Standing Out in A Crowd

Tuesday, January 25, 2011

Driving to meet some friends this morning I had a moment that is kind of common (for me anyway) in my suburban part of San Diego. A group of ladies were out for some exercise. I drove past and said to myself, "oh wow, black people!" And what's more, they were faces I haven't seen around town before.

There is one black woman I see quite often in my area between 8-9am. She must walk the same route because I can almost draw an 'X' on the sidewalk where our paths cross. She was not part of the group I saw this morning, which makes it all the more intriguing. Where do they live? How long have they been here that I haven't seen them before? When you're uncommon, it's easy to spot someone else who looks like you.

Since I started going to school I've almost always been the only black face in the class and one of few in the school. It got better in junior high and high school. College was an eye opener. But there are times when being a minority within a minority can be a little lonely.

Make no mistake, I'm not feeling sorry for myself. I'm happy with the decision to move here. It reminds me a lot of where we moved when my family left Chicago. I still love that area and, as a parent, I'm happy I can give Tyler the same type of suburban experience I had growing up. But, I'd be lying if I said I didn't wonder how, if at all, our lives would be different if we lived somewhere else.

I didn't pull over and introduce myself this morning. I would have come off like a lunatic. But, if the women are new to the area, perhaps over time we'll run into each other more and more often and I'll be out walking with them one day, too.


  1. I felt the same way when I drove a Volkswagen, living in Texas. Now I drive a Ford and those guys are EVERYWHERE!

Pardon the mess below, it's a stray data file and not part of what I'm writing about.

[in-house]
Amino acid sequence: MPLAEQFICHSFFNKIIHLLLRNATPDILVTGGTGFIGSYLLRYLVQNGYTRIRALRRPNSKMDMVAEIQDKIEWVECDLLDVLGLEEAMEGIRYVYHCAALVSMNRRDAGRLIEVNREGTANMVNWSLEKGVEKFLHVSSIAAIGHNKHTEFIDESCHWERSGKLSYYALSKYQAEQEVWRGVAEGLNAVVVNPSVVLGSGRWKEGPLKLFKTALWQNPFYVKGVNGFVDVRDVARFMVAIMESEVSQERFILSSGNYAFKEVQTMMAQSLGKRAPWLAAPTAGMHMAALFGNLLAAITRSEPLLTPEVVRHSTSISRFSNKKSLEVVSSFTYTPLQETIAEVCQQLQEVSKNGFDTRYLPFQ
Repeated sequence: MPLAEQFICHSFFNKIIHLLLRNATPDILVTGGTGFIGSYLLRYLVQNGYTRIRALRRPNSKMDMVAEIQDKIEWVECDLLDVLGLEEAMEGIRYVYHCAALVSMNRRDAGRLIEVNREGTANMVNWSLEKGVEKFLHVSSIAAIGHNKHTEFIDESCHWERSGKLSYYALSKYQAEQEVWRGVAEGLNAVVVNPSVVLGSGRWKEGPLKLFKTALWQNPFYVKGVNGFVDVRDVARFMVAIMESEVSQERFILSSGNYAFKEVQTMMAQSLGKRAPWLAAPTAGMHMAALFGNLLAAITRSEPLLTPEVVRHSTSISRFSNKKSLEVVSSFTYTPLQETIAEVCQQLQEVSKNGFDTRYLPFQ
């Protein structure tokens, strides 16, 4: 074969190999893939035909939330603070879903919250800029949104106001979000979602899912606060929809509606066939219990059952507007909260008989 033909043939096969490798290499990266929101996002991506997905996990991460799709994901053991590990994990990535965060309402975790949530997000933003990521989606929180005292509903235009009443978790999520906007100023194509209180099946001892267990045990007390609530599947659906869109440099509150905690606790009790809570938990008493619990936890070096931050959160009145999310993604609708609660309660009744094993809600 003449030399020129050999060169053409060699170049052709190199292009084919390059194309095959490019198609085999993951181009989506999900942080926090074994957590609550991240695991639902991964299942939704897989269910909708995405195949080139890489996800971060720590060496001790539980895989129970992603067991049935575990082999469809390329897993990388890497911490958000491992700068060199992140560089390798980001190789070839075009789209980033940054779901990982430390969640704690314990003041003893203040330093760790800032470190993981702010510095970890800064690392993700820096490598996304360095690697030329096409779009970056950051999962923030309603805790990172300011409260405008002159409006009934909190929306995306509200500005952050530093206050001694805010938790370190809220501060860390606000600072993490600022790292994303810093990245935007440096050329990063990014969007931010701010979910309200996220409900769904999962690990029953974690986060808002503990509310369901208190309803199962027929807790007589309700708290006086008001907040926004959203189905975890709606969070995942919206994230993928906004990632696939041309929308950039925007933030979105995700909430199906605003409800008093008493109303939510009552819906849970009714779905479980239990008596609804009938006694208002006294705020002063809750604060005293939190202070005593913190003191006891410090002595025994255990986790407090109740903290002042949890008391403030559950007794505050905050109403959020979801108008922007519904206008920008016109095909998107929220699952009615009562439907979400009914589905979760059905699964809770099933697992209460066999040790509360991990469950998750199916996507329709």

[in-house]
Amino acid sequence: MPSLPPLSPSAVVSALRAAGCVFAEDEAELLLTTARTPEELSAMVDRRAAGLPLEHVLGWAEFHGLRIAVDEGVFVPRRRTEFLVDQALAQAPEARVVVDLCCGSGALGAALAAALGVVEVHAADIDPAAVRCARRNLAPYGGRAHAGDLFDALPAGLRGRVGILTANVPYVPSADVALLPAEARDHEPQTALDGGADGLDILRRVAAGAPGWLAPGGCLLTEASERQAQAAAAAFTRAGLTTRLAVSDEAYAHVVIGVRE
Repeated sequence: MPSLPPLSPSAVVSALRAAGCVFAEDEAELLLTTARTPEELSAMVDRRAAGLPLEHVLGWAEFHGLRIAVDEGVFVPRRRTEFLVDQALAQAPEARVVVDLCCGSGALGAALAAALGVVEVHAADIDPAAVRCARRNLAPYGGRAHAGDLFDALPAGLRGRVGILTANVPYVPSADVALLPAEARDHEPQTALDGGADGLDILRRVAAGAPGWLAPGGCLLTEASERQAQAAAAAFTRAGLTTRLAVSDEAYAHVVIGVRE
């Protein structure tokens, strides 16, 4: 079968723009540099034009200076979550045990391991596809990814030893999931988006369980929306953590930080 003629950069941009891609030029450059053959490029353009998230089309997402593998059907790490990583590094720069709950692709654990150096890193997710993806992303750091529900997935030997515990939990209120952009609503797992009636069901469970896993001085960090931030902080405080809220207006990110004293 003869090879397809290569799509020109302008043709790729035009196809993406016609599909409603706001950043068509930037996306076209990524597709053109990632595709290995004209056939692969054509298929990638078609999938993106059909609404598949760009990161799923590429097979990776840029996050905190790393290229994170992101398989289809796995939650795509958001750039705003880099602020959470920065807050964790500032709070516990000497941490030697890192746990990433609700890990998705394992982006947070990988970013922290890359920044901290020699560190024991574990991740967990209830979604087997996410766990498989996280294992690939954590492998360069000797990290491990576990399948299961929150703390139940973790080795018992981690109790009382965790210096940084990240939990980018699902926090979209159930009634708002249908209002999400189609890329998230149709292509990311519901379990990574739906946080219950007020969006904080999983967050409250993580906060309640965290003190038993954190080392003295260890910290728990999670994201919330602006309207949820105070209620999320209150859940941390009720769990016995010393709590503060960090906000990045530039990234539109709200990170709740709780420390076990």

(Kidding. I hope you find an opportunity to meet them. Making new friends is always awesome, regardless of the situation.)

  2. You are hilarious! I felt the same way when we lived in AZ.

    I remember walking around Target one day with the kids. A Black woman spotted me. We made eye contact. There was that awkward moment where you could see the elation in our eyes over seeing someone of color that wasn't in our immediate family. We might've blushed. She walked away. I walked away. She came scurrying back with her cart and asked in a desperate way, "I'm so sorry. I know this sounds... But... you're the... well, first... anyway... (sigh) Where do you get your hair done?!"

    We ended up having a great conversation between Hallmark cards in Target. I referred her to my hair dresser and she ended up becoming a regular member of the church we went to out there.

    Needless to say I'm glad to be back in San Diego, but apparently a different suburb because these days instead of my kids complaining, "Why are we the only brown people around here?" they say, "Wow Mom! There are some many different colored people here!" :)

  3. @Bejewell ROFL!

    @Michele I think that is the number one question I get!

  4. I grew up in Richmond, Virginia and spent most of my life in the state of Georgia, specifically Atlanta. I don't know if I can communicate this the way I'd like to, but I feel compelled to try. Please forgive me if it comes out the wrong way.

    One of the things I miss the most about living in San Diego is having regular exposure to, and interactions with, the black community. I have black friends of course, but I mean beyond that. I don't believe in stereotyping and know that good, fun, smart and engaging people come from everywhere. As do assholes. Having said that, I feel sad that I don't get the chance to interact with a group of people that I spent most of my life interacting with.

    I hope that came out okay. I hesitate sometimes to chime in on conversations that don't specifically pertain to me. But I could relate--in a different way obviously--to what you wrote here Mel and I wanted to share my thoughts.


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